Literacy rate in Pakistan stagnates at 60 per cent: Survey

Islamabad: A survey by the Pakistan Bureau of Statistics (PBS) reveals that literacy rate among children aged 10 and above in Pakistan has stagnated at 60 per cent.

The PBS survey is aimed at providing data for monitoring development plans at national, provincial and district levels for evidence-based policymaking, reported The Express Tribune.

It provided detailed outcome indicators at district level with urban and rural breakdown on education, health, housing, water sanitation and hygiene, along with information-on-information communication and technology (ICT), food insecurity experience scale (FIES) and disability and migration.

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According to the survey, net enrolments at primary, middle and matric levels in provinces have either remained stagnant or shown decreasing trends. Enrolments at all levels are highest in Punjab, followed by Khyber Pakhtunkhwa (K-P) and Sindh while they are the lowest in Balochistan, reported The Express Tribune.

“There are 32 per cent children aged 5-16 years who are currently out of school; highest percentage of out of school children is in Balochistan [47 per cent] and lowest in Punjab [26 per cent].

“Rajanpur in Punjab, Thatta in Sindh, Kohistan and Bajur in the K-P and Harnai, Qillah Abdullah and Ziarat [in Balochistan] are at the bottom in education indicators within their respective provinces.”

However, Sindh has shown a declining trend in literacy rates; show the results of the Pakistan Social and Living Standards Measurement (PSLM) survey 2019-20.

The PSLM 2019-2020 said all health indicators showed an improving trend as compared to PSLM 2014-15.

Full Immunization based on records for children aged 12-23 months increased significantly from 60 per cent in 2014-15 to 70 per cent in 2019-20 and accordingly all provinces have shown an increasing trend, reported The Express Tribune.

The prenatal care has significantly increased for women from 15 years to 49 years of age to 77 per cent as compared to 73 per cent as recorded during the PSLM 2014-15.

Another encouraging factor regarding the mother and child health is that the percentage of deliveries assisted by skilled birth attendants in overall Pakistan has increased to 68 per cent in 2019-20 as compared to 58 per cent as recorded in 2014-15, said the PSLM survey.

“However, it is informed that there is a stark difference in district situations within provinces regarding the health indicators,” it added.

The results indicate that overall 12 per cent of households own a computer or a laptop; 93 per cent own mobile phones and 33 per cent have internet access – percentages being higher in urban areas.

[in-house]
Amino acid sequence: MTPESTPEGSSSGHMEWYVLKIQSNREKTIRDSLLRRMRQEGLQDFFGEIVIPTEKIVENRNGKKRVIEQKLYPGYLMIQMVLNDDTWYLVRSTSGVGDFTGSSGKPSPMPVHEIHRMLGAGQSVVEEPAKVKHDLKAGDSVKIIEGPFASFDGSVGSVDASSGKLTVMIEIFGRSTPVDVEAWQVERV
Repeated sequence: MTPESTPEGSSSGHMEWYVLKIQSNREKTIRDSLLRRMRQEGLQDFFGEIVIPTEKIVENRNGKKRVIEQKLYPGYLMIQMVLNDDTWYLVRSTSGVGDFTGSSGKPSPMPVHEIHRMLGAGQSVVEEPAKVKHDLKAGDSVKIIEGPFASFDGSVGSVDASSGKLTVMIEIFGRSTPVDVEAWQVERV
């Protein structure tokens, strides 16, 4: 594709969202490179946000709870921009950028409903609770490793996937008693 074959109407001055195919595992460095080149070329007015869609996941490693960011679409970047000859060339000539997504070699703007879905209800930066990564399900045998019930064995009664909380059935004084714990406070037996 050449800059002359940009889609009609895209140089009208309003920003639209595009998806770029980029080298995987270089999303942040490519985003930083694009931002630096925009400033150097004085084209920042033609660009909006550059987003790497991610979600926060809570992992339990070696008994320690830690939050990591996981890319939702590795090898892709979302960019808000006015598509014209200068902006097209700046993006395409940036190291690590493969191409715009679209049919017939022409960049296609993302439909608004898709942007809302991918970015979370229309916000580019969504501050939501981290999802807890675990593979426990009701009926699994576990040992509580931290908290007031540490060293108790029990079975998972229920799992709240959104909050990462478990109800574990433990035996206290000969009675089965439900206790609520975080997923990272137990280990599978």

Overall 45 per cent individuals of ten years of age and above own mobile phones and 19 per cent use internet facilities. However, there are large gender differences in both indicators with 65 per cent of males having mobiles as compared to 25 per cent of females, reported The Express Tribune.

Survey of housing revealed that there are large gaps in urban and rural areas and within the provinces in almost all indicators. Overall almost 96 per cent households in Pakistan use electricity for lighting – 91 per cent have electricity supply and 5 per cent use power generated by solar panels, said the survey report.

Around 48 per cent households use gas as the main fuel for cooking, while 37 per cent households are using clean fuel for lighting, cooking and heating.

“94 per cent households are using improved water facilities for drinking water including piped water, motor pump, hand pump, protected well, protected spring, bottle water, tanker or water bearer. 68 per cent have access to toilet facility which is not shared with others,” it said.

The survey revealed that overall 84 per cent households in Pakistan are food secure; 14 per cent households reported moderate food insecurity, whereas 2 per cent households reported severe food insecurity. “The prevalence of moderate and severe insecurity is highest in Balochistan [23 per cent] and lowest in the K-P with 14 per cent,” it said.

“During Covid first wave period the same module was used in a special survey for evaluating the socio-economic impact of Covid-19 by the PBS. [It] had shown 40 per cent of households experienced either moderate or severe food insecurity – 30 per cent moderate and 10 per cent severe.” 

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